One benefit of bagging is that it enables several weak learners to work together to outperform a single strong student.
The variance in performance measures is greatly reduced by bagging while keeping the bias almost the same [3].
Since sampling is performed by bootstrapping, the training data become more diversified, making this approach effective [10].
If the training set is particularly large, training the model on a smaller data set can still improve model accuracy while saving computation time.
The fundamental drawback of bagging is that it increases model accuracy at the expense of interpretability [8]. For example, if a single tree were used as the base model, the diagram would be more appealing and easier to understand, but when bagging is employed, this interpretability is lost.
Another drawback is that we cannot determine which features are being chosen during sampling, which increases the likelihood that crucial data may be lost if some characteristics are never used [10].
As an ensemble model, boosting has a simple-to-read and easy-to-comprehend algorithm, making it simple to interpret its predictions [5].
Boosting is a robust technique that efficiently reduces overfitting [3].
Boosting has the drawback of being sensitive to outliers because every classifier is required to correct the mistakes made by the predecessors. As a result, the technique is overly reliant on outliers [3].
It is challenging to streamline the process because every estimator rests its accuracy on prior predictions.
The advantage of stacking is that it can use a variety of effective models to accomplish classification or regression tasks and produce predictions that perform better than any one model in the ensemble.
Stacking increases the precision of model prediction.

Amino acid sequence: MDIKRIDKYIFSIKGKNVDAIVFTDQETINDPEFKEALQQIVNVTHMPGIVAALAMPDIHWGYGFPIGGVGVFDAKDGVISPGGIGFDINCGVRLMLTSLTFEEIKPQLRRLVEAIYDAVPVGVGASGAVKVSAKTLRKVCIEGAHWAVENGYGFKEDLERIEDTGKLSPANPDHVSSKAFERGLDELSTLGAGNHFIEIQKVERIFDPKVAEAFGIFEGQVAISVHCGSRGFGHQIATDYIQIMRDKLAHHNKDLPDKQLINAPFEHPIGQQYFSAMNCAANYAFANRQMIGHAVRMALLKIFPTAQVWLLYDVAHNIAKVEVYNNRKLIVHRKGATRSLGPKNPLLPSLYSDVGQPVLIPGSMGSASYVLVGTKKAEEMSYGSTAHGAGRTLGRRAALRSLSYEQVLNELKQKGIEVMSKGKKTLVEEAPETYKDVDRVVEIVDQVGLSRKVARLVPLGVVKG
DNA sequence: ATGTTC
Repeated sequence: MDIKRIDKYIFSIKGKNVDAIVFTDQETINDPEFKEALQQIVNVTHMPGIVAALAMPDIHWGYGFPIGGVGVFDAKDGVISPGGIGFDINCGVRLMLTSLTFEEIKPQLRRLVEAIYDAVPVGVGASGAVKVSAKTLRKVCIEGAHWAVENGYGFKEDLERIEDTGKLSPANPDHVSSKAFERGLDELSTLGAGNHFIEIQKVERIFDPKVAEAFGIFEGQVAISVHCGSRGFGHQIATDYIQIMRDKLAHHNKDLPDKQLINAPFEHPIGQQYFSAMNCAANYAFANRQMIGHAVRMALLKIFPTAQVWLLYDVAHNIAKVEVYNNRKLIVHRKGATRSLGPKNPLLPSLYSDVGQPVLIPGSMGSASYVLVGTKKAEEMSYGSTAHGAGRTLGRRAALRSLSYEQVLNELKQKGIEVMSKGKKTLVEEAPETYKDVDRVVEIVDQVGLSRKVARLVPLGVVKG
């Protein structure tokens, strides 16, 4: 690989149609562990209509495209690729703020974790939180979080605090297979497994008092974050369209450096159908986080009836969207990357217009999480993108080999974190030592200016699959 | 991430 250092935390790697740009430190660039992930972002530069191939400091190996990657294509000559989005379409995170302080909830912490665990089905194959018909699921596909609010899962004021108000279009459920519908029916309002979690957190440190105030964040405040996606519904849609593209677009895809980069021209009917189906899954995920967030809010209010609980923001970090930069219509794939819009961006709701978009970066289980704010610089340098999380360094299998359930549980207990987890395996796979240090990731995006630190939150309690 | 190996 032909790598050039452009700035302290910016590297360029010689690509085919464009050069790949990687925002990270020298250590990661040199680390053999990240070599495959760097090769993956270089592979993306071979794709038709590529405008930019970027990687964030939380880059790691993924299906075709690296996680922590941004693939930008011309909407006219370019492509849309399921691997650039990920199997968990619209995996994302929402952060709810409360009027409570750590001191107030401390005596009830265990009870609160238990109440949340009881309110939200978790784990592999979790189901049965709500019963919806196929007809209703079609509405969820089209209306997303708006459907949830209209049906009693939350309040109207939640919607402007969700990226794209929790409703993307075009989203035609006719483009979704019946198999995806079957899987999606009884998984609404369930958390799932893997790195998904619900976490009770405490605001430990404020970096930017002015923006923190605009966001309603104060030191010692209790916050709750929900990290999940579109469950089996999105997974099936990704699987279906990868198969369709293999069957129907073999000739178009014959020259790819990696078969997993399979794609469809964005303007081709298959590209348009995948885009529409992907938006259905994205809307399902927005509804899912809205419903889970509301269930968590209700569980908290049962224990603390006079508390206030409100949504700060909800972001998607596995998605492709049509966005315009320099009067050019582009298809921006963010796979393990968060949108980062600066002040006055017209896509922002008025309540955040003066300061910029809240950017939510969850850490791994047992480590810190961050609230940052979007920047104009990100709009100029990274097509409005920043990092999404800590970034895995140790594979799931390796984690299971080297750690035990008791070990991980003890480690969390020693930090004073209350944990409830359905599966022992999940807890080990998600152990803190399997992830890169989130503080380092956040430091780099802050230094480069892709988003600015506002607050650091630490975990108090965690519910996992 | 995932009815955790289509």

Huge datasets will require more computation time since each classifier must individually process the entire dataset during training, which increases computational time [5].
Voting takes advantage of distinct classifiers’ strengths while compensating for their flaws, resulting in increased performance [56].
The voting can handle various data types, including categorical, numerical, and text data, allowing for a more in-depth examination [57].
It can also provide insights into decision-making by analysing voting patterns [21].
More complex, sensitive to correlated classifiers, lack of interpretability, and the potential for overfitting [19].
The individual classifiers may not significantly improve accuracy if they are closely connected.
Classifier diversity is critical for improved performance.
It may overfit training data if they are not correctly regularised [7].
Table 7. Comparison of usage frequency and best performance of ensemble classes considered in this study.
Table 7. Comparison of usage frequency and best performance of ensemble classes considered in this study.
Ensemble ApproachNumber of Published Articles Used This AlgorithmNumber of Times This Algorithm Showed the Best Performance (%)
Bagging4111 (26.8%)
Boosting3715 (40.5%)
Stacking2319 (82.6%)
Voting75 (71.4%)
Table 8. Comparison of usage frequency and best performance of ensemble classes against the five major chronic diseases considered in this study.
Table 8. Comparison of usage frequency and best performance of ensemble classes against the five major chronic diseases considered in this study.
Disease NameTotal Reviewed ArticleBaggingBoostingStackingVoting
Usage FrequencyBest PerformanceUsage FrequencyBest PerformanceUsage FrequencyBest PerformanceUsage FrequencyBest Performance
Heart disease16152 (13.4%)143 (21.4%)108 (80%)43 (75%)
Kidney disease665 (83.4%)62 (33.4%)10 (0%)00 (0%)
Skin Cancer552 (40%)53 (60%)33 (100%)00 (0%)
Liver disease872 (28.5%)64 (66.7%)43 (75%)00 (0%)
Diabetes disease1080 (0%)63 (50%)55 (100%)32 (66.7%)
Total454111 (26.8%)3715 (40.5%)2319 (82.6%)75 (71.4%)
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Mahajan, P.; Uddin, S.; Hajati, F.; Moni, M.A. Ensemble Learning for Disease Prediction: A Review. Healthcare 2023, 11, 1808.

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Mahajan P, Uddin S, Hajati F, Moni MA. Ensemble Learning for Disease Prediction: A Review. Healthcare. 2023; 11(12):1808.

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Mahajan, Palak, Shahadat Uddin, Farshid Hajati, and Mohammad Ali Moni. 2023. "Ensemble Learning for Disease Prediction: A Review" Healthcare 11, no. 12: 1808.